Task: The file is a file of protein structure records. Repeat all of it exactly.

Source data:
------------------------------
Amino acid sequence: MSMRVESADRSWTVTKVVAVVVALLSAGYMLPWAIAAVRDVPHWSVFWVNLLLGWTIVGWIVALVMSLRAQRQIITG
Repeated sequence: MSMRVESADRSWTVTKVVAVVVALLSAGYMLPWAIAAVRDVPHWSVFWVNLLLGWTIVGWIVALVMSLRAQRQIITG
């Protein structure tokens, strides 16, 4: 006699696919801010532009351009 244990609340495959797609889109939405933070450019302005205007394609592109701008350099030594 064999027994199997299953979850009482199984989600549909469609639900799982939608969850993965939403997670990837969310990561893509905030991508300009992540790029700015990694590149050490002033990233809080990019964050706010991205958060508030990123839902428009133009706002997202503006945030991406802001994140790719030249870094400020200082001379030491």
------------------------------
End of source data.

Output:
Amino acid sequence: MSMRVESADRSWTVTKVVAVVVALLSAGYMLPWAIAAVRDVPHWSVFWVNLLLGWTIVGWIVALVMSLRAQRQIITG
Repeated sequence: MSMRVESADRSWTVTKVVAVVVALLSAGYMLPWAIAAVRDVPHWSVFWVNLLLGWTIVGWIVALVMSLRAQRQIITG
């Protein structure tokens, strides 16, 4: 006699696919801010532009351009 244990609340495959797609889109939405933070450019302005205007394609592109701008350099030594 064999027994199997299953979850009482199984989600549909469609639900799982939608969850993965939403997670990837969310990561893509905030991508300009992540790029700015990694590149050490002033990233809080990019964050706010991205958060508030990123839902428009133009706002997202503006945030991406802001994140790719030249870094400020200082001379030491």